This is an important consideration, but not one that is particularly dominant if you are merely thinking of having solar panels installed on your roof. In the average home owners case, the demands on your solar panels will be far less than an entire country could generate. You will not be expecting it to power your home entirely forevermore, so providing you acknowledge the possible limitations of solar panels during the coldest and wettest months, you should be able to get by.

The other important disadvantage of solar power is the cost. Again using the idea of an average home owner; the installation of panels and conversion of your energy sources is a time consuming and costly process. While you will eventually recoup any investment by saving on your usual utility bills, for many the up front costs are prohibitive.

However, while these considerations are not small, they do not mean that solar power is not one of the most viable ways of generating renewable energy. The sun is our greatest resource, and it is somewhat surprising it has taken until now for us to utilise it fully.

Solar Power: Expensive, But Worth It

August 24, 2009 by  
Filed under Wind And Solar Energy

You may have noticed that over recent years, more and more companies are springing up and advertising solar panels. This, in turn, has lead to more people installing solar panels on their homes – so you may be wondering if this is the move for you.

Having solar panels fitted to your roof is expensive, no doubt about it. The installation varies from $4000 to $60,000. The difference depends on the size of your house, your requirements from the panels themselves and how much electricity you are hoping to generate. In basic terms, the larger the panels and the more you want – the bigger your bill, though even a basic system can be tough on the wallet.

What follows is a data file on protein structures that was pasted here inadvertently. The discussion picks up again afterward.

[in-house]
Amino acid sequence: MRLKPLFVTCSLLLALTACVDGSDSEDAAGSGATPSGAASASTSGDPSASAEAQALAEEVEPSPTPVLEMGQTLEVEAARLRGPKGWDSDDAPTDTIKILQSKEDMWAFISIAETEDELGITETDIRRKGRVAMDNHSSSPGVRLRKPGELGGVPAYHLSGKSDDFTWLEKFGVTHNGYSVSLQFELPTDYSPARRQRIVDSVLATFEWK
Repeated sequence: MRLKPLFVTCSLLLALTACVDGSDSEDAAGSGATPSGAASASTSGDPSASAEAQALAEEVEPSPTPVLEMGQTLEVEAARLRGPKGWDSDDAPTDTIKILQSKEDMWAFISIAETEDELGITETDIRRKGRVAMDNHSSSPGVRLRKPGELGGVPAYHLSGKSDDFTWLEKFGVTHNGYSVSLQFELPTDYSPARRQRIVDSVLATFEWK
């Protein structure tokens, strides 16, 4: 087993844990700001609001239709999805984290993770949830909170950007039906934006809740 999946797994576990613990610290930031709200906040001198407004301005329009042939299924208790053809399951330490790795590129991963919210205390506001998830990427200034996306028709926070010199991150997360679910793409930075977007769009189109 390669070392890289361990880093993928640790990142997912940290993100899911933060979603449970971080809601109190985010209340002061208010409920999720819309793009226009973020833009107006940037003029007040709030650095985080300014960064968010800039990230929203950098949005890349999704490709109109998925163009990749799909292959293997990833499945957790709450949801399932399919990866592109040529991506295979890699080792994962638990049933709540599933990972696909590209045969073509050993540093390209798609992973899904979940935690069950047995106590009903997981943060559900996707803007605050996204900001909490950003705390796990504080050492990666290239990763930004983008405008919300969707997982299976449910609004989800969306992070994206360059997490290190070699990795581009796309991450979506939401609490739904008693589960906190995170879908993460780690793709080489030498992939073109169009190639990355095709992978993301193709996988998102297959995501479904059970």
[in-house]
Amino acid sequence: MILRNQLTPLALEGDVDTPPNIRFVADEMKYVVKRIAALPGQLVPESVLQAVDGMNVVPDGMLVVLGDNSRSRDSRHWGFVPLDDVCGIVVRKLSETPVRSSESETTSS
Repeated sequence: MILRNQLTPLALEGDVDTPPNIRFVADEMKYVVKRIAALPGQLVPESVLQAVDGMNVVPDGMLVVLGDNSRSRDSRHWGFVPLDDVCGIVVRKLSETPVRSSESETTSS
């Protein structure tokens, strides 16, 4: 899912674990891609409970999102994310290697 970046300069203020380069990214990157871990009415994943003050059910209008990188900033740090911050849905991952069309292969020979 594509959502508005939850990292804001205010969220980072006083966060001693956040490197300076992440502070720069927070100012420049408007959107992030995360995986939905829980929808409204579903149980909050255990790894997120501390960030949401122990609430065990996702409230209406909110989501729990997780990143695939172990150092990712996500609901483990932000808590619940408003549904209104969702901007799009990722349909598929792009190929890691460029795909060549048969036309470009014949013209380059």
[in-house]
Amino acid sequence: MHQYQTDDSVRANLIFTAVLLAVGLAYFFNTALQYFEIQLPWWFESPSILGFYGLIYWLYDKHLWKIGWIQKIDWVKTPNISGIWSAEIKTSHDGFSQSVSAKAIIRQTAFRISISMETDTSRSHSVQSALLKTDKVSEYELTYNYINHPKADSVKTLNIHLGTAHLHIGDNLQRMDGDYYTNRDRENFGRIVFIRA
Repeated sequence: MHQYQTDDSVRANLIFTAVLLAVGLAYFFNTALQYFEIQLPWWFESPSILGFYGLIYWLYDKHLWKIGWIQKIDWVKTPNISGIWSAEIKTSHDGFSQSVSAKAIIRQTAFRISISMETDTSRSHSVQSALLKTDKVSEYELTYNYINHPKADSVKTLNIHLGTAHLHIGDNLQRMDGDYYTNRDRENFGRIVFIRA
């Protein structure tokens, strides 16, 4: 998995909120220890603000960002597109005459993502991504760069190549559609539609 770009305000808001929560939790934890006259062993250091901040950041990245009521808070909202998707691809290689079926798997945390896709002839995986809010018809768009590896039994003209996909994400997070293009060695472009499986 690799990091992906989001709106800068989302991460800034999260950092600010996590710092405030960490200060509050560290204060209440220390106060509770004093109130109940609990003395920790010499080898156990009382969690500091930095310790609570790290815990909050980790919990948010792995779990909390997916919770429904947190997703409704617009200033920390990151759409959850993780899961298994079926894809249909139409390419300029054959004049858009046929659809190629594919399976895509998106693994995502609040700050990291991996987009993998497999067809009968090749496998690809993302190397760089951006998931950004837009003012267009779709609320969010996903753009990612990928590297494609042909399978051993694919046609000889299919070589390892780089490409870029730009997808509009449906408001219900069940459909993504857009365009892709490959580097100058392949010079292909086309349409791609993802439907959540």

Firstly, most solar panel installation companies will offer some form of credit – perhaps even ‘buy now pay later’ type deals, which allow you to suspend repayments for a year or more. Almost all will offer a traditional credit scheme, where you have the panels installed and then pay them off. This is one of the most expensive ways to get solar panels installed, as you will be charged for the credit, but nevertheless it is an option.

The best way option for most is to save a dedicated fund for their solar panels. Using the old school system of putting a little money by each week, many households can afford solar panels within a couple of years without having to pay credit purchase rates.

Whichever way you choose to do it, solar panels are expensive. There isn’t any way of getting around that, though as the technology improves prices should fall. It is always worth remember, however, that solar power is beneficial both to your wallet in the long run, and to the environment.

Solar Powered Cars

August 24, 2009 by  
Filed under Wind And Solar Energy

To most, upon glimpsing a true solar powered car they will be strongly reminded of the children’s TV series ‘The Jetsons’. After all, most solar powered cars are oddly shaped – sometimes even flying saucer-esque – and are covered in little mirrors and panels to suck energy from the sun. These cars look odd, but they do exist. In fact, in the Australian Outback (which benefits from glaring sun rays) a car powered purely by the sun was about to reach speeds in excess of 80 miles per hour.

Not particularly impressive given the world’s fastest combustion engine car, the Bugatti Veyron, can reach 250mph – but not bad. The effect that solar powered cars have on the environment is virtually nil, and while the shape and design are still somewhat bizarre, that is something that can be tampered with over time. So, does the future see us starting the solar panels on our cars rather than the engine?

Well, not quite. While 80mph may seem pretty good, the cost of getting to that speed was extortionate – well out of the reach of most household budgets. The other flaw is the design; solar panels on solar powered cars need to cover a large area atop the car to function, which leads to designs including wide wings and flat roofs. Not aesthetically pleasing, and not practical either.

The problem is momentum; rather than just generating steam like traditional panels, the solar panels on cars are trying to create enough force to move a stationary object. While there is a chance in the future someone will see a way around this problem, for now, solar powered cars remain the playthings of scientists – not the new family vehicle.

The Past May Be Dim, But The Future Is Bright For Solar Energy

August 24, 2009 by  
Filed under Wind And Solar Energy

Where would we be without inventions? Well, the answer is fairly easy to surmise; sitting around in our mud huts hoping the cow will produce some milk, and that our vegetables will grow. Inventions have given humans the edge over the other species on the planet, as our collaborative minds create a new world bigger and better than the one before.